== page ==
SUMMARY OF THE INVENTION

A first object of the present invention is to provide a method of producing polychromatic colored images on separate supports for the production of color filters or the like, in high throughput.

A second object of the present invention is to provide a method of producing a highly precise polychromatic colored image composed of differently colored clear image patterns which exhibit distinct boundaries between image patterns without blurring.

A third object of the present invention is to provide a method of producing a polychromatic colored image having enhanced registering accuracy for differently colored image patterns, and which method facilitates the registering operation.

A fourth object of the present invention is to provide a method of producing a polychromatic colored image at low cost using a simplified process.

The above-described objects of the present invention are achieved by each of the following methods:

1. A method of producing a polychromatic colored image, having an integer value of n colored patterns (n≧2), comprising the steps of:

(a) contacting a light-sensitive colored resin layer of an image-forming material comprising said light-sensitive resin layer provided on a temporary support transmissive of ultraviolet rays with an adhesive layer provided on a permanent support;

(b) imagewise exposing the light-sensitive resin layer to a pattern through the temporary support;

(c) peeling the temporary support from the imagewise exposed light-sensitive resin layer;

(d) developing the imagewise exposed light-sensitive resin layer in a developer to form a colored pattern on the adhesive layer;

(e) embedding the colored pattern formed on the adhesive layer into the surface of the adhesive layer by applying pressure to the colored pattern through a material having a surface energy lower than that of both of the patterned resin layer and the adhesive layer;

(f) contacting a light-sensitive resin layer of another image-forming material comprising a light-sensitive resin layer provided on a temporary support transmissive of ultraviolet rays and which resin layer is colored in a tint different from resin layers previously formed on the adhesive layer with the pattern embedded adhesive layer;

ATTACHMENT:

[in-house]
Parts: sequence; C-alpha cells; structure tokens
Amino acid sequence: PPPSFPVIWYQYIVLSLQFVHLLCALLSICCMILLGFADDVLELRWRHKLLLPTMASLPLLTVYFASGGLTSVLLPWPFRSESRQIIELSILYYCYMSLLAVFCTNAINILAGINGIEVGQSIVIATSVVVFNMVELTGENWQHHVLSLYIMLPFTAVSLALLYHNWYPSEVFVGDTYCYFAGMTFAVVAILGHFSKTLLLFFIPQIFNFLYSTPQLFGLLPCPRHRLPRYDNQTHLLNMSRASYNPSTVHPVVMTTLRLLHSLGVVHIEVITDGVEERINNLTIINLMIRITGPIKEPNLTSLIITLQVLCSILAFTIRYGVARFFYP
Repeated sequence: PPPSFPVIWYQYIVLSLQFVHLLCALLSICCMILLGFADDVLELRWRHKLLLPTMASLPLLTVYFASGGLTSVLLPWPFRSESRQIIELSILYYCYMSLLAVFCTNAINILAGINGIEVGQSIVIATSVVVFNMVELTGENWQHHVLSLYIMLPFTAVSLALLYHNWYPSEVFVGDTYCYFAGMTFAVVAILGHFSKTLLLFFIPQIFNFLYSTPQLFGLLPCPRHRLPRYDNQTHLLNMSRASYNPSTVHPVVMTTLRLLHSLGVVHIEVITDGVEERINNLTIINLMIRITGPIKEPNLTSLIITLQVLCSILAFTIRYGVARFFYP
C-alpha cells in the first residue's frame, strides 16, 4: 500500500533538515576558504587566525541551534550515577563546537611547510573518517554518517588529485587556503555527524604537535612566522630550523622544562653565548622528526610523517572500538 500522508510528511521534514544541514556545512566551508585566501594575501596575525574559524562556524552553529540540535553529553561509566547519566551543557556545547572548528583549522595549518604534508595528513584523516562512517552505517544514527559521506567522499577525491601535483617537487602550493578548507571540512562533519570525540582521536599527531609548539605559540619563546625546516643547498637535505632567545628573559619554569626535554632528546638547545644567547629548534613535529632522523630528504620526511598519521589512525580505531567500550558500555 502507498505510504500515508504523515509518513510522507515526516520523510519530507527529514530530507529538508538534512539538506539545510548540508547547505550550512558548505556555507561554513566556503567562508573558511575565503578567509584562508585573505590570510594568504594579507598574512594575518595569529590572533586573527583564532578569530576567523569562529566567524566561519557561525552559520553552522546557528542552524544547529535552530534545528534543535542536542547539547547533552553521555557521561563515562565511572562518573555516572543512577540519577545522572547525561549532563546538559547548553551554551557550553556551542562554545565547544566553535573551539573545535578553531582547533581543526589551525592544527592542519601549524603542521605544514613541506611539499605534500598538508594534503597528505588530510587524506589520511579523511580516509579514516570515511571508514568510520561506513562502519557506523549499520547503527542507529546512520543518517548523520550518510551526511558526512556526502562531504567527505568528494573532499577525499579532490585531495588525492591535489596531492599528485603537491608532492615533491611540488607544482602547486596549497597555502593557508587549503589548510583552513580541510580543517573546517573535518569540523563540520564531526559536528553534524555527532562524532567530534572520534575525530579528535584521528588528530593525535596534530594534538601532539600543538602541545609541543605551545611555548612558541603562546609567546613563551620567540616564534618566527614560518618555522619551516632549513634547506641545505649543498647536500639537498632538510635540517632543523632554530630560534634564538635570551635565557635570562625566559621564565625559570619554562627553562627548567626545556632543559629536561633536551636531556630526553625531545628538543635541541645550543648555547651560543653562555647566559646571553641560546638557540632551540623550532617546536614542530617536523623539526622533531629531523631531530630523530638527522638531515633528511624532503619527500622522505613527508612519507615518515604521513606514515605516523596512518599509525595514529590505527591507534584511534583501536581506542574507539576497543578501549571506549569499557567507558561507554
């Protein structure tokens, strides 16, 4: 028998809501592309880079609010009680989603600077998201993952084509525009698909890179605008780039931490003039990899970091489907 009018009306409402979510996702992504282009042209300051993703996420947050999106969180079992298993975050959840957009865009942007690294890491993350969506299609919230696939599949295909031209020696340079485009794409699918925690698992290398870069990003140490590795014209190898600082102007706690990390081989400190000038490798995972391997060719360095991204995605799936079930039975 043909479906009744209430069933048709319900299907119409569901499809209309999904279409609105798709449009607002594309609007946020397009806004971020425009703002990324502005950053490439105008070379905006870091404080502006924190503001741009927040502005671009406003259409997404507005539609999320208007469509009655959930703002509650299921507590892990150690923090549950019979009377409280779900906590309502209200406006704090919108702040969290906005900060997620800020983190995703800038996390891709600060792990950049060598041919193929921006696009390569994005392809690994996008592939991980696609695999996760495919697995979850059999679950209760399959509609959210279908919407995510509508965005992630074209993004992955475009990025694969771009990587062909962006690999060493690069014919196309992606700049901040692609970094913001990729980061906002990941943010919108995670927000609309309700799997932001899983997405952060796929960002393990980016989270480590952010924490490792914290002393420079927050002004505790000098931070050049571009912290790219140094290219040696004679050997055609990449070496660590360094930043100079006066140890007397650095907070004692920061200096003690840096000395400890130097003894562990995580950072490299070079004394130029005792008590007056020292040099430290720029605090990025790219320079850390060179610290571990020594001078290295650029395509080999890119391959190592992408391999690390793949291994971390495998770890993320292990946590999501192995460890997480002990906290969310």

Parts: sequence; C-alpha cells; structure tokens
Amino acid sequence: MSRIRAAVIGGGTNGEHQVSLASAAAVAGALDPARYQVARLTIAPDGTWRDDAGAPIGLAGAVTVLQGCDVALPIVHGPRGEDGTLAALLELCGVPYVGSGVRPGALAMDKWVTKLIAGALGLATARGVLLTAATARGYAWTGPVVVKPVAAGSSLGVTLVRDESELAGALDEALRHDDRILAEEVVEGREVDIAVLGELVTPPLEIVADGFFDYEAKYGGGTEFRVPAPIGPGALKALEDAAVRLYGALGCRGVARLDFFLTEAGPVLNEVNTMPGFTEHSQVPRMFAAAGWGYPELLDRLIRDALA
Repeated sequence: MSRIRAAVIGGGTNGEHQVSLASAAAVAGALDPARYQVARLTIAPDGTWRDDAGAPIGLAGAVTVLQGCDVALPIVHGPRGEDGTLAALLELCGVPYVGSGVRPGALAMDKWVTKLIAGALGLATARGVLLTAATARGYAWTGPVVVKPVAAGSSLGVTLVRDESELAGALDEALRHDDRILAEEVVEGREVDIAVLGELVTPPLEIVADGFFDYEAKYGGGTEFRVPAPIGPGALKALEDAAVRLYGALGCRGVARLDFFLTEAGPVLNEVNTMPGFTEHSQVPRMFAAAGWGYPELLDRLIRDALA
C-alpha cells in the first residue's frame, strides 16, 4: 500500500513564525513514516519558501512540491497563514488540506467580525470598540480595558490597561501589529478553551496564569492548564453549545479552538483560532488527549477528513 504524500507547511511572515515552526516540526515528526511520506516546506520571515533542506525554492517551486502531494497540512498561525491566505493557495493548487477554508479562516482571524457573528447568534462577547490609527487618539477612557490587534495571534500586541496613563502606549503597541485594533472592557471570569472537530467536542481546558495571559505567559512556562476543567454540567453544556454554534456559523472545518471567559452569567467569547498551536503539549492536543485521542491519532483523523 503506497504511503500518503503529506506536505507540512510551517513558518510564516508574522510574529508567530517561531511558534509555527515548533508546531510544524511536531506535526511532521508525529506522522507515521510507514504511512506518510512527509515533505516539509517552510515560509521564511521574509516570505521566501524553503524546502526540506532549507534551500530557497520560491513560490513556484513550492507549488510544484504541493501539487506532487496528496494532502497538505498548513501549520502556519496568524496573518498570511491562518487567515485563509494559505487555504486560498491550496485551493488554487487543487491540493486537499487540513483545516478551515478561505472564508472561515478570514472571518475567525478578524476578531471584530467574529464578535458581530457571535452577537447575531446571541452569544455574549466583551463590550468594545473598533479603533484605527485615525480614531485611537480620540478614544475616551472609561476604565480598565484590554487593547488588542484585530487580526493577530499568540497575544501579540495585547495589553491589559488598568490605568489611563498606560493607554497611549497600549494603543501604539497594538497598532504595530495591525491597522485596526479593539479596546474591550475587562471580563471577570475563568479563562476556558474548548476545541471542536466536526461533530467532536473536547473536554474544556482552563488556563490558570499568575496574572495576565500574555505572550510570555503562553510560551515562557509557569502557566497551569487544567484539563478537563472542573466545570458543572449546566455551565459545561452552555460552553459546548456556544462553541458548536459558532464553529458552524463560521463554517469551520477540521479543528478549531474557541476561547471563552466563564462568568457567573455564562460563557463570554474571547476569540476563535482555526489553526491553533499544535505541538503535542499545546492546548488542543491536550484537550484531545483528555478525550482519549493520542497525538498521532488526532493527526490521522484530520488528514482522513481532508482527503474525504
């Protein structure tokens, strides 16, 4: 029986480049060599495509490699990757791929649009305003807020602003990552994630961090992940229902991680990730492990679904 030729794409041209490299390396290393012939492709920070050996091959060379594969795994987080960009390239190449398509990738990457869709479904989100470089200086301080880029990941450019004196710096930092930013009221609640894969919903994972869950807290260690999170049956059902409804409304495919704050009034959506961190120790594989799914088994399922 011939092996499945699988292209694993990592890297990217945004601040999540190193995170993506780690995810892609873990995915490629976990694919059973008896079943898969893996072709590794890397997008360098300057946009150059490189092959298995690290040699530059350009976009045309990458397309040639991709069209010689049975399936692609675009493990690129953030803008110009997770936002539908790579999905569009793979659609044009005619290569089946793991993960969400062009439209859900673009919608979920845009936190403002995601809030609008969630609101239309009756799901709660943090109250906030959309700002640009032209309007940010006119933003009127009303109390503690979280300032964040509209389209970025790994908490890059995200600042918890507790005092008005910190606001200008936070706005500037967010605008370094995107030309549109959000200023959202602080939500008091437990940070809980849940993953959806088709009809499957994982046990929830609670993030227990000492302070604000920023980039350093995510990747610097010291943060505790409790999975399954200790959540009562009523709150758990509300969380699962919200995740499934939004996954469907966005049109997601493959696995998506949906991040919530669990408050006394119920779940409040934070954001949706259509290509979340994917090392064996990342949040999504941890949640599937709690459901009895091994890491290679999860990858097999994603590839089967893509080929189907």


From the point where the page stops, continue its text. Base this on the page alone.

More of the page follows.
(g) repeating steps (b) to (e); and

(h) repeating step (f) followed by steps (b) to (e) n-2 times to form and embed n colored patterns into the adhesive layer.

2. A method of producing a polychromatic colored image having an integer value of n colored patterns (n≧2), comprising the steps of:

(a) contacting a light-sensitive colored resin layer of an image-forming material comprising a light-sensitive resin layer provided on a temporary support transmissive of ultraviolet rays with an adhesive layer provided on a permanent support;

(b) imagewise exposing the light-sensitive resin layer to a pattern through the temporary support;

(c) peeling the temporary support from the imagewise exposed light-sensitive resin layer;

(d) developing the imagewise exposed light-sensitive resin layer to form a colored pattern on the adhesive layer;

(e) contacting a light-sensitive resin layer of another image-forming material having the same structure as that of step (a) except for having a resin layer colored in a tint different from resin layers previously formed on the adhesive layer with the adhesive layer on which a colored pattern is formed;

(f) imagewise exposing the light-sensitive resin layer to a pattern through the temporary support,

(g) peeling the temporary support from the imagewise exposed light-sensitive resin layer;

(h) developing the light-sensitive resin layer in a developer to form a colored pattern on the adhesive layer;

(i) repeating steps (e) to (h) n-2 times to form n colored patterns on the adhesive layer; and

(j) embedding the colored patterns colored in at least two different tints which have been formed on the adhesive layer into the surface of the adhesive layer by applying pressure thereto through a material having a surface energy lower than the colored resin patterns and the adhesive layer.

3. A method of producing a polychromatic colored image having an integer value of n colored patterns (n≧2), comprising the steps of:

(a) contacting a light-sensitive colored resin layer of an image-forming material comprising said light-sensitive resin layer provided on a temporary support via a peel-apart layer, which peel-apart layer is transmissive to ultraviolet rays, with an adhesive layer provided on a permanent support;

(b) peeling the temporary support from the peel-apart layer;

(c) imagewise exposing the light-sensitive resin layer to a pattern through the peel-apart layer;

(d) developing the light-sensitive resin layer in a developer to simultaneously remove the peel-apart layer through dissolution in the developer, and to form a colored pattern on the adhesive layer;

(e) embedding the colored pattern formed on the adhesive layer into the surface of the adhesive layer by applying pressure to the colored pattern through a material having a surface energy lower than both the patterned resin layer and the adhesive layer;

(f) contacting a light-sensitive resin layer of another image-forming material comprising a light-sensitive resin layer provided on a temporary support via a peel-apart layer, which peel-apart layer is transmissive to ultraviolet rays, and which resin layer is colored in a tint different from the resin layers previously formed on the adhesive layer with the pattern-embedded adhesive layer;

(g) repeating step (b) to (e); and